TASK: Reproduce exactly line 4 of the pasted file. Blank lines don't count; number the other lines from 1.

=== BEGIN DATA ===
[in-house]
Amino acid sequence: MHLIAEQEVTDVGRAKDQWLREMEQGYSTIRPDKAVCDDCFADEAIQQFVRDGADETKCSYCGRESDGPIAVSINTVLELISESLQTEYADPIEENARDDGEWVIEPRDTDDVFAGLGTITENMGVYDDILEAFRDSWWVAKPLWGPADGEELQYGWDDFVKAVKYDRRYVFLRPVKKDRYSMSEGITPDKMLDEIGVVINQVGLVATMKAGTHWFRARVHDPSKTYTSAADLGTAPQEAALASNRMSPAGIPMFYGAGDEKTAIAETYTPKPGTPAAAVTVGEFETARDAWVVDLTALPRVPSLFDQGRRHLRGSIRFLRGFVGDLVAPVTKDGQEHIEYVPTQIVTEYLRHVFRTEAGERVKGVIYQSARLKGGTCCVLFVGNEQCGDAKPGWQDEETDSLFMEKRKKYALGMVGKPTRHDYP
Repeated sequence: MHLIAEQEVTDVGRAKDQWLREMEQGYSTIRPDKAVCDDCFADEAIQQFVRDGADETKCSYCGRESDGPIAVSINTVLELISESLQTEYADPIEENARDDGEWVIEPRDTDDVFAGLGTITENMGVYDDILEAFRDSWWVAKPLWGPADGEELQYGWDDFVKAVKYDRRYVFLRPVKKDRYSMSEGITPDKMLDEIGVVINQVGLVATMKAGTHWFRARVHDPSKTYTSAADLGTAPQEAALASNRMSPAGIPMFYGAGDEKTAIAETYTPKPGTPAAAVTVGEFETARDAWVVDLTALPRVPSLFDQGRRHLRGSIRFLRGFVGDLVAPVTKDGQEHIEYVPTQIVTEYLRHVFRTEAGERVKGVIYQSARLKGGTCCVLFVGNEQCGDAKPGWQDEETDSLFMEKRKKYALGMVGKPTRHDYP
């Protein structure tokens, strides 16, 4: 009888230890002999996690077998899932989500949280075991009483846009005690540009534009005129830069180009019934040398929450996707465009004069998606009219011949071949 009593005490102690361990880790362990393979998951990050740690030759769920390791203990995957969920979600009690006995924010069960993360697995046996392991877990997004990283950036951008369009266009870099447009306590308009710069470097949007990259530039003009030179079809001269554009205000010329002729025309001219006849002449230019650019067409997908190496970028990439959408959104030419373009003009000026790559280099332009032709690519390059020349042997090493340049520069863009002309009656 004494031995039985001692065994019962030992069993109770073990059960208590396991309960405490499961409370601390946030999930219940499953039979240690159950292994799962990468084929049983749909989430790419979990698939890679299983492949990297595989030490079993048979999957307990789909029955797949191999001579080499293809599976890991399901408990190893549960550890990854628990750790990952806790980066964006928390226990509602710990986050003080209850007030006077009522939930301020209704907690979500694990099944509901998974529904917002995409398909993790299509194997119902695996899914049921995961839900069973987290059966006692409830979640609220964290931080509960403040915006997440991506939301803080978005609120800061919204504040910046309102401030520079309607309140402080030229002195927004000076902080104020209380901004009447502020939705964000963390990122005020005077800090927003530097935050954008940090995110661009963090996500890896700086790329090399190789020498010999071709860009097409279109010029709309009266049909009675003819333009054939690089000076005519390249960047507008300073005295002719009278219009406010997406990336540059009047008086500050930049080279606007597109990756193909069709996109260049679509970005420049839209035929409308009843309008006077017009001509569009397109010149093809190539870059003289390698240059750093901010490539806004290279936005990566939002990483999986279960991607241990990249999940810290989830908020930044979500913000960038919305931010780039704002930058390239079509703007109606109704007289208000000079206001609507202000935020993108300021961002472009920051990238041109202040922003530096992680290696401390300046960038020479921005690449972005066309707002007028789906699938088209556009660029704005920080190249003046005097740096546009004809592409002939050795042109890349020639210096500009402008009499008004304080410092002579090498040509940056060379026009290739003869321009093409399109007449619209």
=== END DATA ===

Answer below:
């Protein structure tokens, strides 16, 4: 009888230890002999996690077998899932989500949280075991009483846009005690540009534009005129830069180009019934040398929450996707465009004069998606009219011949071949 009593005490102690361990880790362990393979998951990050740690030759769920390791203990995957969920979600009690006995924010069960993360697995046996392991877990997004990283950036951008369009266009870099447009306590308009710069470097949007990259530039003009030179079809001269554009205000010329002729025309001219006849002449230019650019067409997908190496970028990439959408959104030419373009003009000026790559280099332009032709690519390059020349042997090493340049520069863009002309009656 004494031995039985001692065994019962030992069993109770073990059960208590396991309960405490499961409370601390946030999930219940499953039979240690159950292994799962990468084929049983749909989430790419979990698939890679299983492949990297595989030490079993048979999957307990789909029955797949191999001579080499293809599976890991399901408990190893549960550890990854628990750790990952806790980066964006928390226990509602710990986050003080209850007030006077009522939930301020209704907690979500694990099944509901998974529904917002995409398909993790299509194997119902695996899914049921995961839900069973987290059966006692409830979640609220964290931080509960403040915006997440991506939301803080978005609120800061919204504040910046309102401030520079309607309140402080030229002195927004000076902080104020209380901004009447502020939705964000963390990122005020005077800090927003530097935050954008940090995110661009963090996500890896700086790329090399190789020498010999071709860009097409279109010029709309009266049909009675003819333009054939690089000076005519390249960047507008300073005295002719009278219009406010997406990336540059009047008086500050930049080279606007597109990756193909069709996109260049679509970005420049839209035929409308009843309008006077017009001509569009397109010149093809190539870059003289390698240059750093901010490539806004290279936005990566939002990483999986279960991607241990990249999940810290989830908020930044979500913000960038919305931010780039704002930058390239079509703007109606109704007289208000000079206001609507202000935020993108300021961002472009920051990238041109202040922003530096992680290696401390300046960038020479921005690449972005066309707002007028789906699938088209556009660029704005920080190249003046005097740096546009004809592409002939050795042109890349020639210096500009402008009499008004304080410092002579090498040509940056060379026009290739003869321009093409399109007449619209």